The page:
It’s a hot and sunny day, and I’m melting. I’m wearing a quilted racing suit, gloves and helmet and I’ve been wedged into the cramped passenger seat of one of the most claustrophobic cars I’ve ever sat in. I’m inches above the road, surrounded by bare aluminium and carbon fibre, and the driver is shouting something I can’t hear over the chainsaw racket of the rear-mounted engine. And we’re travelling – well, not very fast at all. Maybe 20mph.
Welcome to the weird world of Shell’s Eco-marathon, an annual competition to see who can travel the furthest on a single litre of fuel. And strapped into my five-point harness I can’t help reflecting that I’m sat in the most comfortable class of car in the competition, known as an Urban Concept and designed to vaguely relate to road legal reality. Most teams compete instead in the Prototype category, where the “cars” resemble streamlined coffins, as low to the ground as a spaniel’s ears. I can’t imagine what it’s like to lie in one of those and try to compete.
The European leg of the marathon has arrived in London this year, where a 1.4-mile course has been laid out amid the greenery of the Olympic Park. Cars complete eight-lap stints, with the Urban cars having to draw to an enforced stop and set off again as they reach the start-finish line on each lap. Consumption is calculated by how much fuel remains when the cars pull into the paddock.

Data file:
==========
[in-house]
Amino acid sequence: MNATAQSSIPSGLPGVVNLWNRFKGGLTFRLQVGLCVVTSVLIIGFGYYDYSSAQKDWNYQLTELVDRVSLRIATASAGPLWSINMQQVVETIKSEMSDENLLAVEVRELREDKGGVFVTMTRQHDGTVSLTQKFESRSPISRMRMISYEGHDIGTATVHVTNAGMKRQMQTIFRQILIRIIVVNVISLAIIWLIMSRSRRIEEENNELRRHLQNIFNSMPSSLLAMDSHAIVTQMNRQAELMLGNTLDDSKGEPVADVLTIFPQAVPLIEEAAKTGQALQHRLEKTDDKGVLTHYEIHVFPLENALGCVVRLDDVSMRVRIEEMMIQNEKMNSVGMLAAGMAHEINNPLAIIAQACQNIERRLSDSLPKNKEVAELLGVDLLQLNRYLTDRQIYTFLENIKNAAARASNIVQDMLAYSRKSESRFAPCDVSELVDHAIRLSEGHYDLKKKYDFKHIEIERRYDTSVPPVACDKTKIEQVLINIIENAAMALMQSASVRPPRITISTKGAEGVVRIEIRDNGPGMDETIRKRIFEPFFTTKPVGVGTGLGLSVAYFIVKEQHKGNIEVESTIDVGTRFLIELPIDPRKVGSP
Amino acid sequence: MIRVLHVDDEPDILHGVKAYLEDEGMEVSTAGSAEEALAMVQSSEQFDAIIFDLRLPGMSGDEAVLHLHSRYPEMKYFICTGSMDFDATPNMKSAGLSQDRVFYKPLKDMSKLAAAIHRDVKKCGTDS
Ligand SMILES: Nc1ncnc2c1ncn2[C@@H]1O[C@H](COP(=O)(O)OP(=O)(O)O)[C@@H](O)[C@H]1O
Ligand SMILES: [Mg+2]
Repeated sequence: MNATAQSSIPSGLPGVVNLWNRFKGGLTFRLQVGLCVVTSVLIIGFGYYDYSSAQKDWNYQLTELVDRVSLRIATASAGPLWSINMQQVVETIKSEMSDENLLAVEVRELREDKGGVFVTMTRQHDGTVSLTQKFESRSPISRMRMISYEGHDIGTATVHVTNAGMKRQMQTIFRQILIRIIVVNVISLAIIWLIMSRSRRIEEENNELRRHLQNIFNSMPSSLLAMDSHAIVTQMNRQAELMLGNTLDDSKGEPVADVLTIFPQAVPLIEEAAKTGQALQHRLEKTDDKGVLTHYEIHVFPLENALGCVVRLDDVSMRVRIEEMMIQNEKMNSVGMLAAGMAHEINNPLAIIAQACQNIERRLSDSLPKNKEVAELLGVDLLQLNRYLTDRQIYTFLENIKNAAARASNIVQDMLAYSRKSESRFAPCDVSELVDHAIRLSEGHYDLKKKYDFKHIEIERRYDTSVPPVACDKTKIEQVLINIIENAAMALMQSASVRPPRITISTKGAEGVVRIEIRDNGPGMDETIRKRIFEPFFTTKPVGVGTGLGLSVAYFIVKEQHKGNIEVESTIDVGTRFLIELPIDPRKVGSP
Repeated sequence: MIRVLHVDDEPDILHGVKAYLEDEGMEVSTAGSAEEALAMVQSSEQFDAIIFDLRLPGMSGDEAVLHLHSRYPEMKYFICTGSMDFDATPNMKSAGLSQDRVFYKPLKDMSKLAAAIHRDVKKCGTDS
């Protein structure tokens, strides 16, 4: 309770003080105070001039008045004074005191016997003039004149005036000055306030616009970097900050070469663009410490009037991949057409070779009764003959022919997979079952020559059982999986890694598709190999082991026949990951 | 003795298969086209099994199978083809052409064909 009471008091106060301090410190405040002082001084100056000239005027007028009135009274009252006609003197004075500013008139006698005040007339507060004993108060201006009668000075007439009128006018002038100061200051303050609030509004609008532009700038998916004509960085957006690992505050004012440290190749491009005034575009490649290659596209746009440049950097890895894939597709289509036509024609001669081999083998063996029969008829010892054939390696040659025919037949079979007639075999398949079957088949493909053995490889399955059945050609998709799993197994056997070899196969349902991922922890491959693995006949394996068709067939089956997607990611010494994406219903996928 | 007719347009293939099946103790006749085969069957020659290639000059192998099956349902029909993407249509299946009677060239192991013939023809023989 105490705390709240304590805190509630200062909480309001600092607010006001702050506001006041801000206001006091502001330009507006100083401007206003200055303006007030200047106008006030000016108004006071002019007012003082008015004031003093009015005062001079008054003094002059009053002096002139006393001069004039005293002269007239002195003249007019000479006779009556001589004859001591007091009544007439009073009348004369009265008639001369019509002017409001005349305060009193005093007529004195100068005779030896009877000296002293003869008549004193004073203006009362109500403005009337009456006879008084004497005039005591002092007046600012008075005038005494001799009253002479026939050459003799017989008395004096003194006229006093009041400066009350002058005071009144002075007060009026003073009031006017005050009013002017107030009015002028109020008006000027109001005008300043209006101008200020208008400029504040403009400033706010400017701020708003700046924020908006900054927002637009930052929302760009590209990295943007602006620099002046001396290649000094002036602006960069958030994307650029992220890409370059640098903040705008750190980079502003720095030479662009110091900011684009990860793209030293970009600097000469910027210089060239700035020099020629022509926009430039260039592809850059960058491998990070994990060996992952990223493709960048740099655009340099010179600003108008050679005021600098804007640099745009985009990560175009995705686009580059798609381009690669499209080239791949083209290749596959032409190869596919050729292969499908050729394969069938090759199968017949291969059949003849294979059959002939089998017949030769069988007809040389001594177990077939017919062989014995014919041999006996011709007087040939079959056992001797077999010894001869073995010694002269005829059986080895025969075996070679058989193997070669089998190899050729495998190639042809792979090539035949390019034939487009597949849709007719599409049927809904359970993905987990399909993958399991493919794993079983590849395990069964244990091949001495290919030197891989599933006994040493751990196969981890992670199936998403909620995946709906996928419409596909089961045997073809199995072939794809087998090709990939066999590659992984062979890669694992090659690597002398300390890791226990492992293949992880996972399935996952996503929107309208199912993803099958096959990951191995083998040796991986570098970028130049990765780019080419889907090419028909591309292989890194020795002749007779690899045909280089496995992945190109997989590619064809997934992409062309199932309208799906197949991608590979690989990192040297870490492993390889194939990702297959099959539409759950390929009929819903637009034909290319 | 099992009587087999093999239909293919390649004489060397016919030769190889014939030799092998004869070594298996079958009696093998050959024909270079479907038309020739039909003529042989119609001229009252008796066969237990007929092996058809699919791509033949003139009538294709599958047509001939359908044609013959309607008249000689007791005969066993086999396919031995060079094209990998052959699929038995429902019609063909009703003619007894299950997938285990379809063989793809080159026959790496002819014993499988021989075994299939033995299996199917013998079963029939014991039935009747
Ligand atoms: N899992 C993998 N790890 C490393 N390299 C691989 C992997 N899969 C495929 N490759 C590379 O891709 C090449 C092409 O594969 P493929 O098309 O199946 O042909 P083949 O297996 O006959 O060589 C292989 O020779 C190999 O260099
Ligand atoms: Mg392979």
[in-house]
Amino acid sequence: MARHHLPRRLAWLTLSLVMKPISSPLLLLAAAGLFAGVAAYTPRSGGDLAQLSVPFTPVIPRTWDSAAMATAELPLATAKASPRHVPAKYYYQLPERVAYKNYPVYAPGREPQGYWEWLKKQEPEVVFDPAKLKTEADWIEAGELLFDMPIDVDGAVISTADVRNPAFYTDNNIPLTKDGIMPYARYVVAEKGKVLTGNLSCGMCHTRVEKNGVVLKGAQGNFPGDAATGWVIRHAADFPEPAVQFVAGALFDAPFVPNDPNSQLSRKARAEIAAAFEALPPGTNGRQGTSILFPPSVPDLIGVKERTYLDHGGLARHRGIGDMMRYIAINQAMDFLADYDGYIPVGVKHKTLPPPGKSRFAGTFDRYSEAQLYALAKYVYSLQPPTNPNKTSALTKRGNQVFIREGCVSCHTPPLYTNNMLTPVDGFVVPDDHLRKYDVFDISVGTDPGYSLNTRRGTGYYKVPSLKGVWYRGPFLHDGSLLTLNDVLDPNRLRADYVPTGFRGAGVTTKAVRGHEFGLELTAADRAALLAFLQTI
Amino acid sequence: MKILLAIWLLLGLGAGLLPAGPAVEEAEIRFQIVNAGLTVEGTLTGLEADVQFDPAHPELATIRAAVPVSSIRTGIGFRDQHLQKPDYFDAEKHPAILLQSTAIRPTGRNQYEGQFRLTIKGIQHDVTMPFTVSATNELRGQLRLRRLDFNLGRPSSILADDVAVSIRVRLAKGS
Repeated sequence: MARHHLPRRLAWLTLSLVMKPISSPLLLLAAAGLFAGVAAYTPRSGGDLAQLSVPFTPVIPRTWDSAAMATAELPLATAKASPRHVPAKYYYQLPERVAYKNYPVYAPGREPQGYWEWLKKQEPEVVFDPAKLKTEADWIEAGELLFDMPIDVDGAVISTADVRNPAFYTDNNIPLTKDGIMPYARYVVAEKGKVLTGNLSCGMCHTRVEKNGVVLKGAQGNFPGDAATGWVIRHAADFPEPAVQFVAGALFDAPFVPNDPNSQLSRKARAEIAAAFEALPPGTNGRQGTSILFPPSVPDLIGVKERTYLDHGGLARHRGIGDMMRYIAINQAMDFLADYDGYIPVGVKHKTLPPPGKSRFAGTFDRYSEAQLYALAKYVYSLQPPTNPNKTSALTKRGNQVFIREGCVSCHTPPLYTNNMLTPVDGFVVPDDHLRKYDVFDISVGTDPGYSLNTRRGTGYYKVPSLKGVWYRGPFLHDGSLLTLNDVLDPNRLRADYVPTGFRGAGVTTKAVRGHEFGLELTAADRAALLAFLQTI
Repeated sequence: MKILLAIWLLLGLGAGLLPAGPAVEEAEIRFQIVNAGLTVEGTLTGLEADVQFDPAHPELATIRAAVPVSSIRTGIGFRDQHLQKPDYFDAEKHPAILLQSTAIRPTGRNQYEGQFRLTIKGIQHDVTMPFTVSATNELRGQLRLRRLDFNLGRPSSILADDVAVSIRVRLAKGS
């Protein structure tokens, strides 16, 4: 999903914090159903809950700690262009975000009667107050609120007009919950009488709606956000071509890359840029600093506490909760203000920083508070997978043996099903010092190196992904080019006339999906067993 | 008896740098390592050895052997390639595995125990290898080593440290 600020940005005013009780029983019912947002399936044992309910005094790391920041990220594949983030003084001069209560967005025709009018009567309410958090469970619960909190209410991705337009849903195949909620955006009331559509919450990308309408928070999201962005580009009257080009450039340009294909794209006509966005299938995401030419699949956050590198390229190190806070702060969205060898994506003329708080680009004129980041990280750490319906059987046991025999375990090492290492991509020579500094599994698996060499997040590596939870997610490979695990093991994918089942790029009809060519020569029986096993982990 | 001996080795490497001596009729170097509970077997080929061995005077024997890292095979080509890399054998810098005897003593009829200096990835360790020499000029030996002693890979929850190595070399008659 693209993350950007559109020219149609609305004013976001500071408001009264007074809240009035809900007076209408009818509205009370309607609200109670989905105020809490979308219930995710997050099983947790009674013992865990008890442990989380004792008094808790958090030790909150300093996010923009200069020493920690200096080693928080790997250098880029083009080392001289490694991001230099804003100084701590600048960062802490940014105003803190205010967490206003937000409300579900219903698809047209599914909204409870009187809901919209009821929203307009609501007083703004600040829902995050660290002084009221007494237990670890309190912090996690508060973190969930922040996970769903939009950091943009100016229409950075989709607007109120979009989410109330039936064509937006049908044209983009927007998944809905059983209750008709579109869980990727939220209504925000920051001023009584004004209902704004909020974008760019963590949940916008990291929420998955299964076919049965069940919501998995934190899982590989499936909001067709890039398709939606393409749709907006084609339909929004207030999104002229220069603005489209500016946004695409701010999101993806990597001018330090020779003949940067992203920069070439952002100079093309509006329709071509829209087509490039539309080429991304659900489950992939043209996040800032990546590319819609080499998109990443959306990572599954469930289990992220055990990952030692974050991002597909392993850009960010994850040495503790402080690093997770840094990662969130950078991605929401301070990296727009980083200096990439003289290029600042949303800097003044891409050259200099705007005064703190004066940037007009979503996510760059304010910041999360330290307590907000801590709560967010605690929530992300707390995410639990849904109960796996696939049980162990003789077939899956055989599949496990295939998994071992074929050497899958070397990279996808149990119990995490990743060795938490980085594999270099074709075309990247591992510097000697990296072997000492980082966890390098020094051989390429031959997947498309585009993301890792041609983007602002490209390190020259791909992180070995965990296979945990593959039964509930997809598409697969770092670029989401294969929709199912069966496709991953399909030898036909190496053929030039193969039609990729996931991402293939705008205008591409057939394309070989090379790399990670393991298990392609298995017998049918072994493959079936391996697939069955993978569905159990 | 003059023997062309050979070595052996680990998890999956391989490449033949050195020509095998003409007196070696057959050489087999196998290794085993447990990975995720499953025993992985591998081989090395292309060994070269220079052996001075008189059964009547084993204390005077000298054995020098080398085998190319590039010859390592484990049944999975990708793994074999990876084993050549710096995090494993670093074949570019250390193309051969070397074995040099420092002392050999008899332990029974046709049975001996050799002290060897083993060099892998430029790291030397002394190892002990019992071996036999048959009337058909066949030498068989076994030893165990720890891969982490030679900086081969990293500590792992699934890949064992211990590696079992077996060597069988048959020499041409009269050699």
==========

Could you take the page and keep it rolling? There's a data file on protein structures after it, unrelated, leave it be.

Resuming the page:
Using power throughout each lap is a waste, of course, so thankfully the booming engine in my car is frequently switched off. But there’s a limit to how much you can coast. For laps to qualify, cars have to meet a minimum average speed of 15mph, so judging when to switch on or off is an art (and possibly a science, given that many of the 200 teams have employed computer modelling to prepare for the race).
My car is powered by a 125cc Yamaha scooter engine and is good for about 500mpg, I’m told. There’s not much suspension travel and the course is a bit lumpy. My driver, Shell’s Ian Moore, tells me that some of the more fragile cars haven’t survived first contact with the bigger bumps. In a cruel blow, there’s a speed hump at the foot of the route’s major incline. Denied a run up, a few of the weedier vehicles are struggling with the climb – we pass two stranded Prototypes on our way to the top of the crest.
The car I’m in weighs just 255kg, marginally over the weight limit for the actual event. It’s a demonstrator vehicle that Shell is running to give visitors like me a taste of the track. It used to be light enough to compete but has gained a few pounds to become fully road legal – only some last minute hiccup with the DVLA prevented it wearing its number plates with pride.
The actual competitor cars are designed and built by students from around the world – there are no works teams, though most cars are sponsored and a handful look so beautifully put together they must have cost a fortune. One of the leading cars has a teardrop carbon fibre monocoque that weighs just 23kg. Another has carbon wheels that are less heavy than the tyres.